Project description:Hepatitis B virus (HBV) genotypes A and D are prevalent in many parts of the world and show overlapping geographic distributions. We amplified the entire HBV genome from sera of patients with genotypes A and D and generated overlength constructs for transient transfection into Huh7 or HepG2 cells. Genotype D clones were associated with less HBsAg in culture supernatant and even less intracellular HBsAg. They produced less 2.1-kb RNA due to a weaker SPII promoter. Chimeric promoter constructs identified three divergent positions as most critical, and their exchange reversed extracellular HBsAg phenotype. The S protein of genotype D was more efficient at secretion, while its L protein possessed greater inhibitory effect. Swapping the S gene diminished genotypic difference in intracellular S protein but widened the difference in secreted HBsAg. In conclusion, HBV genotypes A and D differ in S protein expression, secretion and modulation by L protein.
Project description:HBV genotypes differ in pathogenicity. In addition, genotype-specific differences in the regulation of transcription and virus replication exist in HBV, but the underlying mechanisms are unknown. Here, we show the presence of a G-quadruplex motif in the promoter of the preS2/S gene; this G-quadruplex is highly conserved only in HBV genotype B but not in other HBV genotypes. We demonstrate that this G-quadruplex motif forms a hybrid intramolecular G-quadruplex structure. Interestingly, mutations disrupting the G-quadruplex in HBV genotype B reduced the preS2/S promoter activity, leading to reduced hepatitis B surface antigen (HBsAg) levels. G-quadruplex ligands stabilized the G-quadruplex in genotype B and enhanced the preS2/S promoter activity. Furthermore, mutations disrupting the G-quadruplex in the full-length HBV genotype B constructs were associated with impaired virion secretion. In contrast to typical G-quadruplexes within promoters which are negative regulators of transcription the G-quadruplex in the preS2/S promoter of HBV represents an unconventional positive regulatory element. Our findings highlight (a) G-quadruplex mediated enhancement of transcription and virion secretion in HBV and (b) a yet unknown role for DNA secondary structures in complex genotype-specific regulatory mechanisms in virus genomes.
Project description:The impact of co-infection of several hepatitis B virus (HBV) genotypes on the clinical outcome remains controversial. This study has for the first time investigated the distribution of HBV genotypes in the serum and in the intrahepatic tissue of liver cirrhotic (LC) and hepatocellular carcinoma (HCC) patients from India. In addition, the genotype-genotype interplay and plausible mechanism of development of HCC has also been explored.The assessment of HBV genotypes was performed by nested PCR using either surface or HBx specific primers from both the circulating virus in the serum and replicative virus that includes covalently closed circular DNA (cccDNA) and relaxed circular DNA (rcDNA) of HBV from the intrahepatic tissue. The integrated virus within the host chromosome was genotyped by Alu-PCR method. Each PCR products were cloned and sequences of five randomly selected clones were subsequently analysed.HBV/genotype D was detected in the serum of all LC and HCC patients whereas the sequences of the replicative HBV DNA (cccDNA and rcDNA) from the intrahepatic tissue of the same patients revealed the presence of both HBV/genotype C and D. The sequences of the integrated viruses exhibited the solo presence of HBV/genotype C in the majority of LC and HCC tissues while both HBV/genotype C and D clones were found in few patients in which HBV/genotype C was predominated. Moreover, compared to HBV/genotype D, genotype C had higher propensity to generate double strand breaks, ER stress and reactive oxygen species and it had also showed higher cellular homologous-recombination efficiency that engendered more chromosomal rearrangements, which ultimately led to development of HCC.Our study highlights the necessity of routine analysis of HBV genotype from the liver tissue of each chronic HBV infected patient in clinical practice to understand the disease prognosis and also to select therapeutic strategy.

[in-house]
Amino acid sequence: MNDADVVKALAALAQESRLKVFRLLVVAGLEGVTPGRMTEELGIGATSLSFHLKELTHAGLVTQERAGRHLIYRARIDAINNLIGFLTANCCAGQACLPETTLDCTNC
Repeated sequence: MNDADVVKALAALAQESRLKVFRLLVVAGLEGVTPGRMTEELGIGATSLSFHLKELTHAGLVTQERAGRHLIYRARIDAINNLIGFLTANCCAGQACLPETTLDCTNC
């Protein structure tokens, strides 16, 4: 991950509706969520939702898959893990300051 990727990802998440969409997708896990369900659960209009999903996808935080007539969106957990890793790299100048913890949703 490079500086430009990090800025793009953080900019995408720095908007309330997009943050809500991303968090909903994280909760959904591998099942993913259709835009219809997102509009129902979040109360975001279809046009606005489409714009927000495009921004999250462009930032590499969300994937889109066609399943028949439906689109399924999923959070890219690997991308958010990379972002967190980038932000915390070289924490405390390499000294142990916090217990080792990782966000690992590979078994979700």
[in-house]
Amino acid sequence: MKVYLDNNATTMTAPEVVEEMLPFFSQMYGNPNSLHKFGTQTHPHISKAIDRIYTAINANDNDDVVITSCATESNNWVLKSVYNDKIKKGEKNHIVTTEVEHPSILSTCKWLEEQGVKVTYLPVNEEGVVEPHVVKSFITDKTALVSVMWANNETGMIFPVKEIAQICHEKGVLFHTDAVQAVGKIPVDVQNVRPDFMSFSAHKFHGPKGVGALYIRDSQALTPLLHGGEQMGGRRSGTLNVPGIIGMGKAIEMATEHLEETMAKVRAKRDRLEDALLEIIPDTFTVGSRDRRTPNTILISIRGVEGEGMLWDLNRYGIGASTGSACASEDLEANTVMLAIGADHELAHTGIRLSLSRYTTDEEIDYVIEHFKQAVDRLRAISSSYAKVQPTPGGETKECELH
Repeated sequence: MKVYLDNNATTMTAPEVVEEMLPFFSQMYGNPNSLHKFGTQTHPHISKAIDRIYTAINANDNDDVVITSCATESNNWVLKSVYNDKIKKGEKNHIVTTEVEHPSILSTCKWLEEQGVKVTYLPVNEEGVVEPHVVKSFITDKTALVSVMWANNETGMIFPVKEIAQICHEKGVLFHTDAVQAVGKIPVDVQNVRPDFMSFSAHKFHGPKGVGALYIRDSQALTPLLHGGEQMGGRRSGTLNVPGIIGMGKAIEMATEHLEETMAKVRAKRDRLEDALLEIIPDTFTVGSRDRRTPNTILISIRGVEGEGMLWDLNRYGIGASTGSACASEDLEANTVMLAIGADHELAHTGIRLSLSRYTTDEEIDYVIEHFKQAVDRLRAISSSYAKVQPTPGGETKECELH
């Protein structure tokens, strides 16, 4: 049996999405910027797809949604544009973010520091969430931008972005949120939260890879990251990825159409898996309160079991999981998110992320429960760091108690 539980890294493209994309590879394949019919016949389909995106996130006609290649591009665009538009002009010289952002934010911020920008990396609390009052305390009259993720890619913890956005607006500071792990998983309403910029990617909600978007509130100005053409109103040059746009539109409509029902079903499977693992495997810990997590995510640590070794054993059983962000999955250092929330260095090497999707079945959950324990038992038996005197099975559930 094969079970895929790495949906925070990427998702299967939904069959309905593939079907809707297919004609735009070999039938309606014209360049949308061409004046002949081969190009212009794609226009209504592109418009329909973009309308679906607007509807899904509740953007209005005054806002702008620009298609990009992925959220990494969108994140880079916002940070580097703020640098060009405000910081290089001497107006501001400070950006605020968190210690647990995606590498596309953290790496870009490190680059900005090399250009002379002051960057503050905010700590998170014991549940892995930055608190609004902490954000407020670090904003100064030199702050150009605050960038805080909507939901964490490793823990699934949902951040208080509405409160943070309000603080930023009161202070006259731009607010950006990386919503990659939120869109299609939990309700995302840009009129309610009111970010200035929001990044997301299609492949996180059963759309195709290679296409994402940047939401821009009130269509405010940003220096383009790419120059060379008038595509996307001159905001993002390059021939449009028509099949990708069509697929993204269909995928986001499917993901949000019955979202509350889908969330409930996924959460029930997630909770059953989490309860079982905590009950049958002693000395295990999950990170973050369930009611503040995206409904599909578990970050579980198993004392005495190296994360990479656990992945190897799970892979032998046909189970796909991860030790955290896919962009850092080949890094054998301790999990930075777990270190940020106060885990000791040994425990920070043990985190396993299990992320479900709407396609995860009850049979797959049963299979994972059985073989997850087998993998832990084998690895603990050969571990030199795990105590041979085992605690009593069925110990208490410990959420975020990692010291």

Project description:Hepatitis B virus (HBV) genotype C causes prolonged chronic infection and increased risk for liver cancer than genotype B. Our previous work revealed lower replication capacity of wild-type genotype C2 than B2 isolates. HBV DNA replication is driven by pregenomic RNA, which is controlled by core promoter (CP) and further augmented by enhancer I (ENI) and enhancer II (ENII). DNA fragments covering these regulatory elements were amplified from B2 and C2 isolates to generate luciferase reporter constructs. As ENII is fully embedded in CP, we inserted HBV DNA fragments in the sense orientation to determine their combined activities, and in the antisense orientation to measure enhancer activities alone. Genotype B2 isolates displayed higher ENI+ENII+CP, ENII+CP, and ENII activities, but not ENI or ENI+ENII activity, than C2 isolates. The higher ENII+CP activity was partly attributable to 4 positions displaying genotype-specific variability. Exchanging CP region was sufficient to revert the replication phenotypes of several B2 and C2 clones tested. These results suggest that a weaker ENII and/or CP at least partly accounts for the lower replication capacities of wild-type C2 isolates, which could drive the subsequent acquisition of CP mutations. Such mutations increase genome replication and are implicated in liver cancer development.